“When I am in Seattle, nine out of 10 people I meet are from the West Coast,” he says. “The one per cent is from a different state, Seattle-born or from a different country. In Vancouver, nine out of 10 people I meet aren’t from Canada originally. And the one per cent is from B.C. The likelihood of two people coming together from different backgrounds is greater.”
Statistics on cross-cultural relationships
While same-race unions still greatly outnumber mixed-race unions, the 2006 Census of Canada counted a 33 per cent increase in the number of cross-cultural married and common-law couples within five years.
According to a Statistics Canada study, British Columbia has the highest proportion of interracial couples, at almost six percent, and Vancouver has the highest proportion of cross-cultural couples of all cities across Canada.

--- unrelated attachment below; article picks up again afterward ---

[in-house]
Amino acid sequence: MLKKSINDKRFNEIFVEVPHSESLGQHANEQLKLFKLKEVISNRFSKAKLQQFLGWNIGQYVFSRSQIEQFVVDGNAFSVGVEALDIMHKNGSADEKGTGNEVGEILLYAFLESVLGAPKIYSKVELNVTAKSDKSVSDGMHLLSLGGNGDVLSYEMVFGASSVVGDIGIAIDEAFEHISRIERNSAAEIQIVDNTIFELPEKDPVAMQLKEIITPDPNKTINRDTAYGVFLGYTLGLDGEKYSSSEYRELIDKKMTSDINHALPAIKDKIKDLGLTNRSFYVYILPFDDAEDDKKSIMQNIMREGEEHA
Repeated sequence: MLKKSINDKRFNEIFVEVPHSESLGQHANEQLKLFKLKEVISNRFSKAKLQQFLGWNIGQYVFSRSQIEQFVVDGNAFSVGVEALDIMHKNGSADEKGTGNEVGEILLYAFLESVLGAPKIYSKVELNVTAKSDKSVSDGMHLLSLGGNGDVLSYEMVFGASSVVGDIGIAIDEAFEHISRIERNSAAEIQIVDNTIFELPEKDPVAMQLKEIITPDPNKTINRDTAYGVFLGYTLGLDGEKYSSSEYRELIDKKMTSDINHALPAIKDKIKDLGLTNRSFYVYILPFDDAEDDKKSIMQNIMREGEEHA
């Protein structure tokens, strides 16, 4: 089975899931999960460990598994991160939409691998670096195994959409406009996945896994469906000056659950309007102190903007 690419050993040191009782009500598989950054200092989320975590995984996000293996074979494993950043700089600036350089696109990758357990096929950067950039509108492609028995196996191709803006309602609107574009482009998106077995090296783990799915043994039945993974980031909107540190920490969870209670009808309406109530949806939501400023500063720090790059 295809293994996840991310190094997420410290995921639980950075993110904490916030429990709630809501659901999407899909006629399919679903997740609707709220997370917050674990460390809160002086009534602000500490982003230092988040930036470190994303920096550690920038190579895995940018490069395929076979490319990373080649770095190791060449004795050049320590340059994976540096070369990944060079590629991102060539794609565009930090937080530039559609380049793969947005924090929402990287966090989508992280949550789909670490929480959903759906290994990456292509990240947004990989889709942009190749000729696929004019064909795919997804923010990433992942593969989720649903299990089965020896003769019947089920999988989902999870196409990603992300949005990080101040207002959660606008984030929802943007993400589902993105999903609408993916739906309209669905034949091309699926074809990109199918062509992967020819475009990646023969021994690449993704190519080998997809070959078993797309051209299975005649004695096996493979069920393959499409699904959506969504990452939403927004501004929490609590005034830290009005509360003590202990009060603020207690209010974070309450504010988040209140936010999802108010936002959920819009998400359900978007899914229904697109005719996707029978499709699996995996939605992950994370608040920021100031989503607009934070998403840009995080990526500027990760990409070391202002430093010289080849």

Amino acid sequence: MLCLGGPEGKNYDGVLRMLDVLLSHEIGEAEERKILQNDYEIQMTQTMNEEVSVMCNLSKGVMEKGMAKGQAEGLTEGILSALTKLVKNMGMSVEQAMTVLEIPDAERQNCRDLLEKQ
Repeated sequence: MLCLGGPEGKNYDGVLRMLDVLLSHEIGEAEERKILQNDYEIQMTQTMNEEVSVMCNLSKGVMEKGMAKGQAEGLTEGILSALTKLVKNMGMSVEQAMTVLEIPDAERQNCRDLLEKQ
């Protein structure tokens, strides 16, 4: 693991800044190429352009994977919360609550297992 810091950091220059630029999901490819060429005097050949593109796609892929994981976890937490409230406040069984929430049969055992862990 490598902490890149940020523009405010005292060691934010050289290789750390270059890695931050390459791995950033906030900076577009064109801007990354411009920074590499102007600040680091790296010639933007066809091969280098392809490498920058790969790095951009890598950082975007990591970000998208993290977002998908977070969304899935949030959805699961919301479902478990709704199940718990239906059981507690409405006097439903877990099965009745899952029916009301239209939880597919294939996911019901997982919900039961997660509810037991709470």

Interestingly, 86 per cent of cross-cultural unions are comprised of one person who belongs to a visible minority group and one who is not a visible minority. This type of mixed race relationship made up 3.3 per cent of all couples in Canada in 2006.
Less than one per cent (0.6) of all couples in Canada consisted of members who belonged to two different visible minority groups.
Visible minority is defined under the Employment Equity Act as “persons, other than Aboriginal Peoples, who are non-Caucasian in race or non-white in colour.” This includes Chinese, South Asian, Black, Arab, West Asian, Filipino, Latin American, Japanese and Korean.